After acquiring written informed consent from patients and family members, we sequenced whole exomes of peripheral blood DNA from affected probands. The SureSelect Human All Exon Kit V4+UTRs (Agilent Technologies, Santa Clara, CA, USA) was used for whole exome capture and HiSeq 2000 Sequencing System (Illumina Inc., San Diego, CA, USA) was used for massive parallel sequencing. The sequence reads were mapped against human genome 19 using Burrows-Wheeler Alignment software [10]. Sequence variation including single nucleotide polymorphisms and insertion/deletions were detected by The Genome Analysis Toolkit (GATK; Broad Institute, Cambridge, MA, USA) software [11]. Sanger sequencing was performed on DNA from the probands for genotype confirmation and the family members for familial cosegregation analysis.


Case 1: Alström syndrome

A 21-year-old Korean woman had diabetes since age 13, poorly controlled glucose level with obesity (body mass index [BMI], 27.9 kg/m2), severe insulin resistance (total daily requirement of insulin, 190 IU/day; homeostatic model assessment for insulin resistance [HOMA-IR] index, 62.8; HOMA-β, 113.7), and acanthosis nigricans. She had nystagmus and photophobia when she was 1 year old, which led to childhood blindness. She also presented with mild sensorineural hearing loss, nonalcoholic steatohepatitis, renal dysfunction, and hypertension. Additionally, she had secondary amenorrhea caused by polycystic ovary syndrome since age 12. Her cardiac function was normal and did not have cognitive dysfunction or general intelligence impairment during her developmental period.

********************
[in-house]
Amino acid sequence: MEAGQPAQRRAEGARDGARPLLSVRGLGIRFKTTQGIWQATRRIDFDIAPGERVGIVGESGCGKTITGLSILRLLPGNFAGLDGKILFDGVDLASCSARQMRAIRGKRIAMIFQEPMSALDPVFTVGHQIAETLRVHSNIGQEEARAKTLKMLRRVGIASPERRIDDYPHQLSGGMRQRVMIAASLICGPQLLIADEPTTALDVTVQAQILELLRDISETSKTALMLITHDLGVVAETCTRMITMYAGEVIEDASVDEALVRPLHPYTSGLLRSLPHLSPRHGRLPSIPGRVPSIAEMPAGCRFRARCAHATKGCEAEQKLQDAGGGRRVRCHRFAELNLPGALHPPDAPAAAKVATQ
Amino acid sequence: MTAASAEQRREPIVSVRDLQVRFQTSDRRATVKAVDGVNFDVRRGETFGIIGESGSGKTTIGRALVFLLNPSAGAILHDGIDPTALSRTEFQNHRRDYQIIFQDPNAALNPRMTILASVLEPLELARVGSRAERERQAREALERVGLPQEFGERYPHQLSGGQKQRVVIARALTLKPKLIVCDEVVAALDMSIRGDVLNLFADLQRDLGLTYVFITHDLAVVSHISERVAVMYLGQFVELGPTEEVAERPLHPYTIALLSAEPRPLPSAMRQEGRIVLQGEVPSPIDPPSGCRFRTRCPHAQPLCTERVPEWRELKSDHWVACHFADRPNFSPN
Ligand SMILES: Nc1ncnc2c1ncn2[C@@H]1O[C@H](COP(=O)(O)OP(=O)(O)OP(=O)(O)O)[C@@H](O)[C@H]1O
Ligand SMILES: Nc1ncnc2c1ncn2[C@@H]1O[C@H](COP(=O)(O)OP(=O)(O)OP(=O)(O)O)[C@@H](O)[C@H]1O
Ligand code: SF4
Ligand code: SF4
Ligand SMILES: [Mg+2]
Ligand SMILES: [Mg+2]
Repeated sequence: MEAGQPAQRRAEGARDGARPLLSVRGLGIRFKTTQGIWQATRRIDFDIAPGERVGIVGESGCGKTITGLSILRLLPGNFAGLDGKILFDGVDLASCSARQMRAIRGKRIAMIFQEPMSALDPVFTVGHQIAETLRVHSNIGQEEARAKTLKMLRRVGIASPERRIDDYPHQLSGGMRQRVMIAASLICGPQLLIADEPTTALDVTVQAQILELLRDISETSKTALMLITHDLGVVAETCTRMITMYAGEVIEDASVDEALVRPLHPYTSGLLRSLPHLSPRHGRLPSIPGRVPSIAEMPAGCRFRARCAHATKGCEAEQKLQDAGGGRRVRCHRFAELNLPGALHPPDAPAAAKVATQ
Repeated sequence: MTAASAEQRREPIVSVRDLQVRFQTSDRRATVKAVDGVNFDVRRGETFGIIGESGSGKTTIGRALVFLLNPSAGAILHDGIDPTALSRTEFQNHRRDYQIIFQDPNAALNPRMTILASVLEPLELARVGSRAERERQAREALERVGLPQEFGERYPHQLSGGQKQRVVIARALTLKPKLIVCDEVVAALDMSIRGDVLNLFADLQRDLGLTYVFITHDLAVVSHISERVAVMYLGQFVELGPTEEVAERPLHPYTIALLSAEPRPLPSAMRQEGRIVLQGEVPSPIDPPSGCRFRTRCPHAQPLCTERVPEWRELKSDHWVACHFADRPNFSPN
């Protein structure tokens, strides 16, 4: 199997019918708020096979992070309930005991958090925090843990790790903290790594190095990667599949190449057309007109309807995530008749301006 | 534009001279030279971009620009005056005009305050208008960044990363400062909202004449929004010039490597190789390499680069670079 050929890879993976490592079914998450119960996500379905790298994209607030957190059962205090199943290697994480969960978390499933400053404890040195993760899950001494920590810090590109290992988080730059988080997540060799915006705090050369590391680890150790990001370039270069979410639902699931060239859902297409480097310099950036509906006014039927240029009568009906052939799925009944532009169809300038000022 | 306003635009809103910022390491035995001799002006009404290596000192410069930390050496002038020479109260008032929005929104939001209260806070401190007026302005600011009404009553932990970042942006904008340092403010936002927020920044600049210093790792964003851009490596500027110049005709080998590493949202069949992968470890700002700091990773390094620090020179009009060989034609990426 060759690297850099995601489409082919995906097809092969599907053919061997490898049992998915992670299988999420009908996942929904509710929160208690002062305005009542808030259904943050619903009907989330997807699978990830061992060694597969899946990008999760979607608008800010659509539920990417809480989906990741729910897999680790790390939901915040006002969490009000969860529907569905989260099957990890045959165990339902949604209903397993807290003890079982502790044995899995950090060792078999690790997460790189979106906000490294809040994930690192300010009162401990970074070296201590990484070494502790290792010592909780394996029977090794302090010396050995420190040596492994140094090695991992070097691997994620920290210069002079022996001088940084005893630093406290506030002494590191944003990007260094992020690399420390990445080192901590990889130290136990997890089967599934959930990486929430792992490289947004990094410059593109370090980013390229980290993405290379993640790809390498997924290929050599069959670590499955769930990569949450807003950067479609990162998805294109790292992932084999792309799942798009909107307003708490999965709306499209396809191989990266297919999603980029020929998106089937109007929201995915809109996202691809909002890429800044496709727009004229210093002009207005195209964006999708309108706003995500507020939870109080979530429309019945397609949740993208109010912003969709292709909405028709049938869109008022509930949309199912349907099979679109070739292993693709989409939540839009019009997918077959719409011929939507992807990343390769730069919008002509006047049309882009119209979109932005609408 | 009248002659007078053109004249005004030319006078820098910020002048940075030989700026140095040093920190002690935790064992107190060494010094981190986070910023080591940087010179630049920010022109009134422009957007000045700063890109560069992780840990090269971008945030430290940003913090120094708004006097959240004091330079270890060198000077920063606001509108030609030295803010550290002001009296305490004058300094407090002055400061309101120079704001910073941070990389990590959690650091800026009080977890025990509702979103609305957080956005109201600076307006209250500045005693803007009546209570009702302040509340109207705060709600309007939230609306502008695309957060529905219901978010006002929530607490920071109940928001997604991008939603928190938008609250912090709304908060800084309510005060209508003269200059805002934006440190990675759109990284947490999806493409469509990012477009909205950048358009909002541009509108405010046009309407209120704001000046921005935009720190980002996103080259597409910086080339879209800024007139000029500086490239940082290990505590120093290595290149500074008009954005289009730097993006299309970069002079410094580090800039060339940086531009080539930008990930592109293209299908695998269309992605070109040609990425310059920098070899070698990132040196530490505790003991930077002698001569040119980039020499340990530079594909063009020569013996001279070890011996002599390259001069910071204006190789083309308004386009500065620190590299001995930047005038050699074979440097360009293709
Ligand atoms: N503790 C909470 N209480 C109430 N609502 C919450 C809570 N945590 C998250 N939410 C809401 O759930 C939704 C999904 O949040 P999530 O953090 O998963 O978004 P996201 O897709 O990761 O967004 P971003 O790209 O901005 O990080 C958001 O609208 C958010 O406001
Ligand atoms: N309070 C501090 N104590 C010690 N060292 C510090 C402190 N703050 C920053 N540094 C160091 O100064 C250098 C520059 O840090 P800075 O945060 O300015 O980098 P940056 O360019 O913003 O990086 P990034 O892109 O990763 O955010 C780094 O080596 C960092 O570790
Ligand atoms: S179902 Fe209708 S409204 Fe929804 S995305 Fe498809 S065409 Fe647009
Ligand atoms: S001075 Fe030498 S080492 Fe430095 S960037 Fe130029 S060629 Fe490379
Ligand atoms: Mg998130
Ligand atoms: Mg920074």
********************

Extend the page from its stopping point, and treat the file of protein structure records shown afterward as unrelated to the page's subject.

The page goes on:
Whole exome sequencing revealed the patient to have a compound heterozygous mutation in the ALMS1 gene. The first mutation was a seven base pair deletion resulting in a frame shift that introduced a new stop codon at chr2: 73,680,067 (National Center for Biotechnology Information build, NCBI build 37) in exon 8 of the ALMS1 gene (c.6410_6416del, p.2137_2139del). The second mutation was a stop codon in exon 10 of the ALMS1 gene (c.8776C>T, p.R2926X) at chr2: 73,717,865 (NCBI build 37). As there was no consanguineous relationship, other family members did not showed features of Alström syndrome. We confirmed these mutations by Sanger sequencing and found that the c.8776C>T mutation was maternally inherited (Fig. 1A). The seven base pair deletion might have been either inherited from the patient's father or newly introduced as a de novo mutation. Her father passed away several years ago, and we were not able to obtain his DNA.

Case 2: Bardet-Beidl syndrome